Challenging the ‘what works’ agenda in education: calling out the ‘Mad Hatter’

Year: 2019

Author: Brant, Jacek

Type of paper: Abstract refereed

The fictional character, The Hatter, appears in Lewis Carroll's 1865 novel Alice's Adventures in Wonderland and again in its sequel Through the Looking-Glass (1871). His strange behaviour, after a while, appears ordinary, indeed the surreal Wonderland becomes normalised. Perhaps the same happened in the world of education? The term mad as a hatter precedes Carroll’s novel; it originates in eighteenth century England, the birthplace of the industrial revolution. In the factory production of hats, mercury was used causing a high rate of poisoning in the workers resulting in neurological damage. Symptoms included slurred speech, amnesia and twitches, which led to the expression ""as mad as a hatter"". If mercury was the poison of the eighteenth and nineteenth centuries for hatters, the commodification of knowledge together with a ‘deliverologistic’ pedagogy are poison for learners, both teachers and students leading to anxiety and stress.

Hattie’s Visible Learning is a synthesis of over 800 meta-studies comprising over 50,000 studies involving millions of people, gives the impression of scientific rigour. He claims to identify what works best in education and states effect sizes arising from different teaching approaches. His work has been important in educational policy circles in many countries, nevertheless there are numerous problems with his research. For example, one way to judge whether teaching is ‘effective’ is by measuring the impact of teaching on students’ learning, but this is difficult to achieve, not least because the relationship between teaching and students’ learning is complex and not fully explained by educational researchers. While attempts to delineate this relationship have been made it is accepted that they are problematic, partly because all of them involve making judgements about teachers’ performance by measuring students’ educational outcomes.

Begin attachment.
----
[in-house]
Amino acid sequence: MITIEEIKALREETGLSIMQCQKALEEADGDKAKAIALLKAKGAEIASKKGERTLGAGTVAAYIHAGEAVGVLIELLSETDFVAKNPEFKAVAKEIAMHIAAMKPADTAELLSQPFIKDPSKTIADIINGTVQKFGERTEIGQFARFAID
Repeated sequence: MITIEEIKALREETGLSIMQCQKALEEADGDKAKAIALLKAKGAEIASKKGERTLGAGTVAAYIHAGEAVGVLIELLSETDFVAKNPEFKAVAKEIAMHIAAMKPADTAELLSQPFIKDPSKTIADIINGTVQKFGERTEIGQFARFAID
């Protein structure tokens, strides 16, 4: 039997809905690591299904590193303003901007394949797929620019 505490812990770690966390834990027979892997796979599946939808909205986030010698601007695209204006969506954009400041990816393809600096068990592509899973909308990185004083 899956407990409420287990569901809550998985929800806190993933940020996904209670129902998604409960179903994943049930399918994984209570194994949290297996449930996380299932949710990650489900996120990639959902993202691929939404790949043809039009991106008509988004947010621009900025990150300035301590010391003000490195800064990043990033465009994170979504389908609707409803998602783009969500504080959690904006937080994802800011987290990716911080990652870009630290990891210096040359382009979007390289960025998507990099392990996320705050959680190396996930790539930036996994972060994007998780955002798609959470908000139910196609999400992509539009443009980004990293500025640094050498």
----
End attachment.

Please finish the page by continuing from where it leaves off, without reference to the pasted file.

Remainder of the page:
This paper offers a theoretical lens for understanding teaching that goes beyond contemporary discourses; examines conceptualisations of teacher research that may form a foundation for teacher reprofessionalisation and exemplifies the theoretical arguments by reporting on the success of a ten-month teacher professional development programme in Armenia. The provocative title is a response to a ‘what works?’ agenda that fails to consider context and teachers and students as vital components of creating efficacious educational environments. The philosophical positioning of the paper is that of Critical Realism where the world is perceived as real (a positivist ontology) but the way it is understood as socially constructed (an interpretivist epistemology).